Flickr: South Slough Reserve and Shore Acres State Park

Hiking Northern Coast Oregon Oregon Coast Trip report

Nehalem Bay State Park, Kilchis Point Reserve, and Cape Meares State Scenic Viewpoint

We didn’t waste any time starting on our 2018 list of hikes as we took advantage of favorable weather on New Year’s Day and headed for the Oregon Coast. Our plan for the day was to make three stops near Tillamook. First at Cape Meares State Scenic Viewpoint, then at Kilchis Point Reserve, and finally at Nehalem Bay State Park. As we neared Tillamook though it became apparent that we were a bit ahead of the Sun so we decided to swap the first and final stops to avoid sitting at the Cape Meares Trailhead waiting for light.

We drove north through Tillamook on Highway 101 to mile post 44 (one mile south of Manzanita) where we turned west at a sign for Nehalem Bay State Park. After paying the $5 day use fee we parked at the large day use area. We waited briefly for enough light to take a short path to the ocean.
Nehalem Bay Trailhead

Pacific Ocean

The view from the beach was a good one with some of our previous destinations visible to the north.
Neahkahanie Mountain
Neahaknie Mountain, Angora Peak, and Cape Falcon

To the south our final destination of the day, Cape Meares, jutted out into the Pacific.
Looking south from the Nehalem Spit

We walked south along the quite beach for 2.25 miles to the jetty at the end of the spit. We were joined by a lone jogger, some seagulls, and a curious seal.
Morning glow on the Pacific



Jetty on Nehalem Spit

A mass of driftwood near the jetty forced us to backtrack a bit along the beach to a hiker sign where we turned inland.
Morning light hitting Neahkahanie Mountain

Hiker post on Nehalem Spit

We crossed the spit to the bay and turned north along the water on a worn path.
Swell heading into the bay

We were eventually able to get down onto the sandy Nehalem Beach which we walked along as far as we could before the high water forced us back up into the vegetation.
Neahkahanie Mountain across Nehalem BayNehalem Beach ahead

While we walked along the beach we spotted a bald eagle, more seals, and a varied thrush.
Bald eagle

Seals in Nehalem Bay

Varied thrush

Ideally we would have been able to keep on the sand all the way back along the bay to the park’s boat ramp but since that wasn’t an option we turned inland on what appeared to be a well traveled trail. We were hoping it would lead us to the horse trail that our map showed running down the center of the spit but after a short distance the path we were following became flooded.
More water on Nehalem Spit

We were forced to attempt to follow a maze of game trails.
Off trail travel on Nehalem Spit

We could guess who was responsible for the confusion of trails by the elk sign we continually spotted. We lucked out at one point when we came to another flooded area at a narrow point where we were able to cross on driftwood. Had we tried sticking to the bay we would have run into a spot too wide to cross and wound up where we were anyway.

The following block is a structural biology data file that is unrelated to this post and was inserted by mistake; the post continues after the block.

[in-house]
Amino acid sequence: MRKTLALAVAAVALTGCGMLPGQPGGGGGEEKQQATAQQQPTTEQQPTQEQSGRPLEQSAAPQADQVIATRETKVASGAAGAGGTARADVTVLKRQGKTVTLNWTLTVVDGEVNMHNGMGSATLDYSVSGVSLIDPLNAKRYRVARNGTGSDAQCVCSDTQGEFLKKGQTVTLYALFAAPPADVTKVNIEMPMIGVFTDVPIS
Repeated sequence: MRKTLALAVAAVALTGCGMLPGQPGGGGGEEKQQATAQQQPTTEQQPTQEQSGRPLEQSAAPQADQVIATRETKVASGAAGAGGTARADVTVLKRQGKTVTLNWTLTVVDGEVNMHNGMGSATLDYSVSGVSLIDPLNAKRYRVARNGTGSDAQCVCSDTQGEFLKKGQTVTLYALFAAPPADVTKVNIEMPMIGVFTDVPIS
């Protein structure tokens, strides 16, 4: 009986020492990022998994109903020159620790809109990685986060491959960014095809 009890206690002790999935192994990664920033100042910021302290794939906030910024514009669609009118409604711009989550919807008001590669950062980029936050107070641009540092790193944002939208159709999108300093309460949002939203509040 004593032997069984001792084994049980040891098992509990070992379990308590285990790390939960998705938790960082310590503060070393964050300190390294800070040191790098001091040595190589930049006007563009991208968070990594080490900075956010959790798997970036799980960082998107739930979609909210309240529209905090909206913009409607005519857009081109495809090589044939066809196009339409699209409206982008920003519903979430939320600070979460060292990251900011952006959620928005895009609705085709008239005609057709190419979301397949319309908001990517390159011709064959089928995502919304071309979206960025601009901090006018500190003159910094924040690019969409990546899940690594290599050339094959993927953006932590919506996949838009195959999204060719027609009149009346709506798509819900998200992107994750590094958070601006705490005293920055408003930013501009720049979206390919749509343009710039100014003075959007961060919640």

Inlet along Nehalem Bay

Shortly after crossing the water travel became easier as we were able to reach another sandy beach and then pick up a wider more traveled trail back to the horse trail not far from the day use parking lot.
Nehalem Bay

Horse Trail in Nehalem Bay State Park

Our guidebook and called this a 5.2 mile loop but the time we’d arrived back at the car we had squeezed 5.7 miles out of it due to backtracking because of the flooded trail.

After returning to the highway we headed south to Bay City for our second stop of the morning – Kilchis Point Reserve. We turned towards Tillamook Bay on Warren Street near mile post 61 and followed pointers to the parking area on Spurce Street.
Kilshis Point Reserve Trailhead

Kilchis Point is the site of one of the largest Native American villages along the Northern Oregon Coast. It is also the location where the Morning Star of Tillamook, first ship registered in the Oregon Territory, was built. The small park is very nice with plenty of amenities and a plethora of information posted throughout. It was a little chilly out so we didn’t stop to read all the signs this time but that just gives us a reason to stop again and check it out in the Spring or Summertime.
Path at Kilchis Point Reserve

Interpretive sign at Kilchis Point Reserve

Interpretive sign at Kilchis Point Reserve

Interpretive sign at Kilchis Point Reserve

We followed the brick path from the parking area keeping right at junctions a total of 1.2 miles to a bird watching gazebo at Tillamook Bay.
Brick path at Kilchis Point Reserve

Gazeebo for birdwatching at Kilchis Point Reserve

Tillamook Bay

We didn’t spot many animals (other than dogs) along the way but we did get to listen to a pair of bald eagles for a bit.
Bald eagle

After a short break by the bay we returned to the parking area by following signs and staying right at trail junctions to complete two short loops.
Trail sign at Kilchis Point Reserve

Kilchis Point

We then drove south to Tillamook and followed signs to Oceanside on Highway 131. From Oceanside we followed signs to Cape Meares State Scenic Viewpoint and parked at a trailhead parking area at the park entrance.
Cape Meares Trailhead

A mudslide in January of 2013 closed the Three Capes Scenic Loop beyond the park entrance. That slide continues to slowly shift the area and has affected a trail between the trailhead and the beach to the north of Cape Meares. We decided to head down this trail to see the conditions first hand.
Cape Meares Trail map

Trail at Cape Meares

The upper portion of the trail was in reasonably good shape although there was a small tree that required ducking under.